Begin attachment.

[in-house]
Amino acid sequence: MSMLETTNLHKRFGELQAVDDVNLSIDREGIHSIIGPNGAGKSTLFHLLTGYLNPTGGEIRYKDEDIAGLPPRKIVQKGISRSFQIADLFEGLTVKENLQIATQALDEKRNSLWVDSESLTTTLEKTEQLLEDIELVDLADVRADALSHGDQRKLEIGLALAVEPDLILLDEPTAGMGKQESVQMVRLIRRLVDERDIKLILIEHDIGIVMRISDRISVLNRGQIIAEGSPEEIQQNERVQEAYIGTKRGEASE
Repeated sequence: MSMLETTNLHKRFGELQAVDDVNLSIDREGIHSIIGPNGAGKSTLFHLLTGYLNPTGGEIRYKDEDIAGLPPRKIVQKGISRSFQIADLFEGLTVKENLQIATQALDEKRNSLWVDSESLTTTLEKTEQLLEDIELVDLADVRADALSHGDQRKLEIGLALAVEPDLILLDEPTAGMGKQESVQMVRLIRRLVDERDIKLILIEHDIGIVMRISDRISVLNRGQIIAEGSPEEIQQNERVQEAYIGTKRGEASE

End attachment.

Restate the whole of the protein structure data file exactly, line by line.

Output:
[in-house]
Amino acid sequence: MSMLETTNLHKRFGELQAVDDVNLSIDREGIHSIIGPNGAGKSTLFHLLTGYLNPTGGEIRYKDEDIAGLPPRKIVQKGISRSFQIADLFEGLTVKENLQIATQALDEKRNSLWVDSESLTTTLEKTEQLLEDIELVDLADVRADALSHGDQRKLEIGLALAVEPDLILLDEPTAGMGKQESVQMVRLIRRLVDERDIKLILIEHDIGIVMRISDRISVLNRGQIIAEGSPEEIQQNERVQEAYIGTKRGEASE
Repeated sequence: MSMLETTNLHKRFGELQAVDDVNLSIDREGIHSIIGPNGAGKSTLFHLLTGYLNPTGGEIRYKDEDIAGLPPRKIVQKGISRSFQIADLFEGLTVKENLQIATQALDEKRNSLWVDSESLTTTLEKTEQLLEDIELVDLADVRADALSHGDQRKLEIGLALAVEPDLILLDEPTAGMGKQESVQMVRLIRRLVDERDIKLILIEHDIGIVMRISDRISVLNRGQIIAEGSPEEIQQNERVQEAYIGTKRGEASE